What we have to learn about cultural education

Diana West
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Posted: Apr 28, 2003 12:00 AM

George Bush the father always said he wanted to be known as the "Education President." George Bush the son has an education plan that, if it ever comes off, would make him the "Education Wizard."

That plan is helping Iraqis build a secular education system. Such a system is a vital part of any American strategy to promote Western-style democracy, and not Islamic theocracy, in liberated Iraq (or Afghanistan, Pakistan, the Palestinian Authority and anywhere else in the Islamic world). "The most radical aspects of Islam are in places with no education at all but the Koran," a U.S. official recently told the Washington Post.

"There is no math, no culture. You counter that (fundamentalism) by doing something with the education system."

But what? For starters, "something" that inculcates respect for the rule of law, wards off tyranny of the majority, and safeguards freedom of worship and equal rights before the law. Any country decimated by dictatorship also needs to rediscover its culture, its history, and its significance in the sweep of civilization. Such serious and seriously rigorous requirements, however, make me wonder whether 21st-century America, decades into its own cultural eradication program of applied political correctness, is really well-equipped to lead the way.

This bout of doubt came over me while reading a Vogue magazine article about married foreign correspondents -- at one point "he" was Beijing bureau chief for the Wall Street Journal and "she" was Beijing bureau chief for Newsweek -- and how they raised their three young sons to be "citizens of the world," not the United States. According to author Dorinda Elliott, she and her husband very successfully expanded their children's multicultural horizons, but never, ever grounded them in fundamental American values -- a failure that shocked them on their post 9/11 return to the States.

Why the shock? The piece is a clear explanation of how privileged Americans schooled their children to disdain American privileges. Ms. Elliott prides herself on having actively imparted to her children a "healthy skepticism"; raised them to realize the world is "rarely black-and-white"; and strived to bring "current affairs into our living room."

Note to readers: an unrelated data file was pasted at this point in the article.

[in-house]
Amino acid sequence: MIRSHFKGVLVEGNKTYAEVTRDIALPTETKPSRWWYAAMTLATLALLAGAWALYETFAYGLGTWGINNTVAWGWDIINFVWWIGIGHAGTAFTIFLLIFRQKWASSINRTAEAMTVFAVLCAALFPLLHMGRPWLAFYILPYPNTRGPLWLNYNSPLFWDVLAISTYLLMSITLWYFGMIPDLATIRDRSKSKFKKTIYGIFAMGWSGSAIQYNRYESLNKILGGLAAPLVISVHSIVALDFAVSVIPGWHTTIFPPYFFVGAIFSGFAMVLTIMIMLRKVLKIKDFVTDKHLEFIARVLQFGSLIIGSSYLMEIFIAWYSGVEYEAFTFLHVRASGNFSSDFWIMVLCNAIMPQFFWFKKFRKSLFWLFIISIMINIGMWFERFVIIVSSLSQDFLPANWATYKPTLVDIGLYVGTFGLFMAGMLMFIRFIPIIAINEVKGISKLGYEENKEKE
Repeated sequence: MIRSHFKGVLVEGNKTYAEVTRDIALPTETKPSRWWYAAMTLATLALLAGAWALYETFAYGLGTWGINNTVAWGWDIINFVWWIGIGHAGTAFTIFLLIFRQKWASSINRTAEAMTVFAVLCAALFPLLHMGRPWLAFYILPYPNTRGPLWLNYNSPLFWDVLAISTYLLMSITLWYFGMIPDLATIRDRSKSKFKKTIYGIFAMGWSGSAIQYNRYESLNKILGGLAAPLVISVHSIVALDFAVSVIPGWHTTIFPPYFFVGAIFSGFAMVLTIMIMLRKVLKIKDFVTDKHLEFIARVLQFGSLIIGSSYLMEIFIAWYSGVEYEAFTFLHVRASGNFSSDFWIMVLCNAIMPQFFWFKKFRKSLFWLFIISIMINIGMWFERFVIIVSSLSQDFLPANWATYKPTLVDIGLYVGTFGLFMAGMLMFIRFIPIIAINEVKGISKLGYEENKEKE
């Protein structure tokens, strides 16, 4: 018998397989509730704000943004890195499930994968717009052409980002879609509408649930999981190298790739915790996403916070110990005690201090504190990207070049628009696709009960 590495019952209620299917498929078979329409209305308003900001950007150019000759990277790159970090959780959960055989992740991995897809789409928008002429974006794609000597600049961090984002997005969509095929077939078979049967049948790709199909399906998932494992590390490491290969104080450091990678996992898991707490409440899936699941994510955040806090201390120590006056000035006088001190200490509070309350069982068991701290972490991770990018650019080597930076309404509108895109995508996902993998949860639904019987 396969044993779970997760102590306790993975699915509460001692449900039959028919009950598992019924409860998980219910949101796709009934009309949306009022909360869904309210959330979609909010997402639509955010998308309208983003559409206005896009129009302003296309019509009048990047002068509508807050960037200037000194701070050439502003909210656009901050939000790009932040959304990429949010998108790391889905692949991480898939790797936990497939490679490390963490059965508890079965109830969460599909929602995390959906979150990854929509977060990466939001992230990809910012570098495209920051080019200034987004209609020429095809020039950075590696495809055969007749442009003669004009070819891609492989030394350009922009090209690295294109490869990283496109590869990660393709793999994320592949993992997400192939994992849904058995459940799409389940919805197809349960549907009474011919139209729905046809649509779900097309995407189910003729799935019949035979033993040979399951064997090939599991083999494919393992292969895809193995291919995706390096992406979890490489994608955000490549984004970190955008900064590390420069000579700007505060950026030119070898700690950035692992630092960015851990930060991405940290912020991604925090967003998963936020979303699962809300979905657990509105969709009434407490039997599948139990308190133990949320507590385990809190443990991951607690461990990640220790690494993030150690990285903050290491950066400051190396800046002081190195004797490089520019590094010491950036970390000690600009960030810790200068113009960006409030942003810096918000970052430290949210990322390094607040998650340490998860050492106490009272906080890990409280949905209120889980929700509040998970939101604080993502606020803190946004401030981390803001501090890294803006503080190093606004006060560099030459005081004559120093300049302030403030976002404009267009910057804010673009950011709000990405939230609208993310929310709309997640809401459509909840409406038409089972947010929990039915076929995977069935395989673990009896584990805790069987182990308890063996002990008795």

But she's out to lunch when it comes to figuring out where her eldest son picked up his rancorous attitudes. Somehow, it seems, the boy accepted Chinese propaganda on the failures of America's "so-called democracy."

Somehow, it seems, he never learned of the near-sacred regard with which the Chinese hold the freedom to travel. Somehow, it seems, he had a "one-dimensional view of America as a land of random violence." Living in "expat bubbles," he never even discovered that "cheese and chocolate and other luxuries" were unavailable in China.

But how could he? What with all the healthy skepticism going around, Mom and Dad never seemed to get around to mentioning such things -- or at least not until Junior hit adolescence and it was too late. Small wonder the little darling came home to Connecticut, and, upon being asked not to wear "his favorite homemade T-shirt" ("FREEDOM IS A LIBERTY/BURN THE AMERICAN FLAG!"), the boy sulked, built an illicit fire on the backyard barbecue and grilled up the Stars and Stripes.

At this, Elliott, who wore Mao suits back when her Harvard profs "somehow left me with the impression that the Cultural Revolution was one of the great social experiments," fell into a retrospective vertigo. "Six month before, when we were still living in Hong Kong, I might have been more laid back," she writes. "But with stories about John Walker Lindh, the confused young American who had ended up fighting for the Taliban, swirling in the press, I knew I had to do everything I could to understand what Oliver was going through."

Looking back at the Vogue portrait of the family posed before the mantelpiece (adorned with a giant poster of Chairman Mao), you realize Elliott never quite nails exactly why "confused" Oliver "ended up" burning the flag. But maybe it doesn't matter. The boy is now happy at Brooklyn's St. Ann's school, "a bastion of ultraliberal thinking and creativity." (The Web site features a gallery of third-graders' painting of "Comrade Lenin.") Ms. Elliott may have plumbed the depths of denial to distance herself from her own possible influence on Oliver's jaundiced views, but she really didn't have to. The same multicultural horizons her family focused on across the globe, much to the detriment of the children's American roots, are the same multiculti principles taught within sight of the nation's capital -- much to the detriment of all our children's American roots.

Which is one reason I wonder how it is that we hope to be successful at passing on our democratic traditions to others, when we're not too good at passing them on to ourselves.